Protect Your Email From Prying Eyes
Email has a number of benefits that far outweigh the costs—it’s cheap, instantaneous and easy to use. But email can be a huge liability for businesses: It is not inherently secure, meaning anything you or your employees send via email could be intercepted. For normal, everyday email communication, this is no problem. But for emails containing sensitive information such as passwords and customer data, lax email security is a persistent problem, which can generate steep fines and tarnish a business’ hard-fought reputation. To protect your business’ email from prying eyes on the Internet, follow these top tips:
• Set up a spam email filter. Email is the primary method for spreading viruses and malware. Everyone gets those messages promising £1,000,000 or a new gadget under the condition that you disclose your National Insurance number or bank information. To avoid receiving these dubious messages in the first place, use email-filtering services provided by your email service, hosting provider or cloud provider. Regularly review and update filters to ensure you always have the most up-to-date protection.
• Protect sensitive information sent via email. Business email often includes sensitive information. Whether it is company information that could harm your business or something personal, it is important that you protect that information and ensure that only authorised recipients can see it. Consider encrypting your emails, which is the process of converting data into an unreadable format so that only those with the encryption key can read it. Cloud services also offer secure Web-enabled drop boxes that allow secure data transfer.
• Implement a sensible email retention policy. Keeping old, unnecessary emails clutters your inbox and increases your security risk. You should implement basic controls to limit email retention—if an email contains sensitive information, the longer you keep it, the more your risk grows. Consider mandatory archiving at a chosen retention cycle end date and automatic permanent email removal after another set point, such as after 180-360 days.
• Develop an email usage policy. Your email policy is important for setting employee expectations and developing company-wide standards. Key areas to address in your policy include what the company email system should and should not be used for, and what data is allowed to be transmitted. Other policy areas should address retention, privacy and acceptable use.
• Train your employees in responsible email usage. Technology alone cannot make a business secure—train your employees to identify risks associated with email use, how and when to use email appropriate to their work and when to seek professional assistance. Offer security awareness training for all new employees and refresher courses every year.
Data Theft by Departing Employees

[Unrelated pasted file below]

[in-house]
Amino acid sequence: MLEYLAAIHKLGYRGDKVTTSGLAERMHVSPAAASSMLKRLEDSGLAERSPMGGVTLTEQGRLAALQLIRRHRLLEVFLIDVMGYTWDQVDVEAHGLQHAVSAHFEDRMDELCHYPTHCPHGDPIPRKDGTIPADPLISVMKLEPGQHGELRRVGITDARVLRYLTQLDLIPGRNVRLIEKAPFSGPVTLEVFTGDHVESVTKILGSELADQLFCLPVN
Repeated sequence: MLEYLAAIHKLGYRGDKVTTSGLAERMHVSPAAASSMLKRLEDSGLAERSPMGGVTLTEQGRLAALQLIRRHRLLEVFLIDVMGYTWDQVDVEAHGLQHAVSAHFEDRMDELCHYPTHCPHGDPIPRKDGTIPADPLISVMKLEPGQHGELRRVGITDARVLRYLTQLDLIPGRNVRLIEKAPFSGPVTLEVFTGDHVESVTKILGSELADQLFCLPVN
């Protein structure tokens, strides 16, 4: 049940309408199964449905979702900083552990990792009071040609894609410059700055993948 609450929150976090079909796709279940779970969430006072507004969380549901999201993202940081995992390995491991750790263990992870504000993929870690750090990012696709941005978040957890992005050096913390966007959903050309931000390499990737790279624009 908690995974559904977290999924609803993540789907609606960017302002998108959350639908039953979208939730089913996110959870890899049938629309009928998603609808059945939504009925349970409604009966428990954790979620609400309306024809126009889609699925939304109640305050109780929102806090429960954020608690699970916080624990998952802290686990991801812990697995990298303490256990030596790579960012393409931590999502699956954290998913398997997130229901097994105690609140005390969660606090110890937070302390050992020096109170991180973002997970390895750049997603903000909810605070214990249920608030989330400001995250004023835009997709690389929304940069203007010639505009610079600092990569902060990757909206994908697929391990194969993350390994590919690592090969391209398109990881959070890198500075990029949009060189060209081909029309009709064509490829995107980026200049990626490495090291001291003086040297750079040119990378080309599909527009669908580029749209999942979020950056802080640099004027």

Data theft by departing employees is costing UK businesses millions of pounds, according to research by London-based law firm EMW Law LLP. The number of High Court cases related to the theft of confidential company information spiked more than 250 per cent from 2010 to 2012, with the average legal bill for settling such cases costing about £30,000, not including the actual cost of data loss.
What is motivating these sticky-fingered employees? For one thing, data theft has become extremely easy as more and more information can be compressed into smaller and smaller quantities. Disgruntled employees, after being sacked, are making copies of company databases and other critical information to give to new employers, to set up their own businesses or to sell to marketing firms. It only takes seconds to copy a damaging amount of data to a cloud-based storage service, which employees can later access from outside the company.
Unfettered remote access to company systems also enables employees’ data theft, allowing them to access sensitive information and easily copy it to their home computers. Although the door is wide open for employees to steal data, businesses lack the basic controls to prevent such thefts. Three-quarters of employers surveyed by OnePoll in April 2013 admitted to not having any enforceable systems to prevent employees from gaining unauthorised access.
Smaller companies are more likely to be vulnerable due to their lack of resources. The most commonly affected small companies are financial services firms, estate agents and recruitment firms.
To prevent an embarrassing internal data breach and whopping legal bills, proactively monitor all activity across your business’ entire IT network. Rather than relying on reactive security defences, use a dedicated monitoring system to identify data breaches before they escalate.
For more information and to speak to an insurance expert, please get in touch with your nearest A-Plan Commercial branch.